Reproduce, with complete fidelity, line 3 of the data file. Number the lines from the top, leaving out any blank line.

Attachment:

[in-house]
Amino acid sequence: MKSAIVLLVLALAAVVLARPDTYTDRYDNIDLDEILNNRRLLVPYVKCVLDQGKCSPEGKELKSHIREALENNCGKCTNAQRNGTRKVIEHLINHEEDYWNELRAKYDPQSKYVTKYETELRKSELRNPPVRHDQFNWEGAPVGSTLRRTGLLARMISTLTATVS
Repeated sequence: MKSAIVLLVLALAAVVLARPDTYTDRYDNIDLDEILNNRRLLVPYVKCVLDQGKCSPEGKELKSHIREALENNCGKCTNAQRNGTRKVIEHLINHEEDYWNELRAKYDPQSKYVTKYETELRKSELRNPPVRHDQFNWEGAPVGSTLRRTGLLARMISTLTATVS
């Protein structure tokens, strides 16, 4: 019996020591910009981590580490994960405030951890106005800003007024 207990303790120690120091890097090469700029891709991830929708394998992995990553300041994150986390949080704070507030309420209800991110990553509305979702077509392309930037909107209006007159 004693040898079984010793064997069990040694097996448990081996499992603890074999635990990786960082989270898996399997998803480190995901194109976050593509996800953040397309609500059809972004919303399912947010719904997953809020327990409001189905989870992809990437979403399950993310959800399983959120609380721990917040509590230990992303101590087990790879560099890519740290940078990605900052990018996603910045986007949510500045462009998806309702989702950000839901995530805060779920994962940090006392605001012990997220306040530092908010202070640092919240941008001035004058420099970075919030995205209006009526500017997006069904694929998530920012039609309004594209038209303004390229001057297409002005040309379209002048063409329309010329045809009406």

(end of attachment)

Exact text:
Repeated sequence: MKSAIVLLVLALAAVVLARPDTYTDRYDNIDLDEILNNRRLLVPYVKCVLDQGKCSPEGKELKSHIREALENNCGKCTNAQRNGTRKVIEHLINHEEDYWNELRAKYDPQSKYVTKYETELRKSELRNPPVRHDQFNWEGAPVGSTLRRTGLLARMISTLTATVS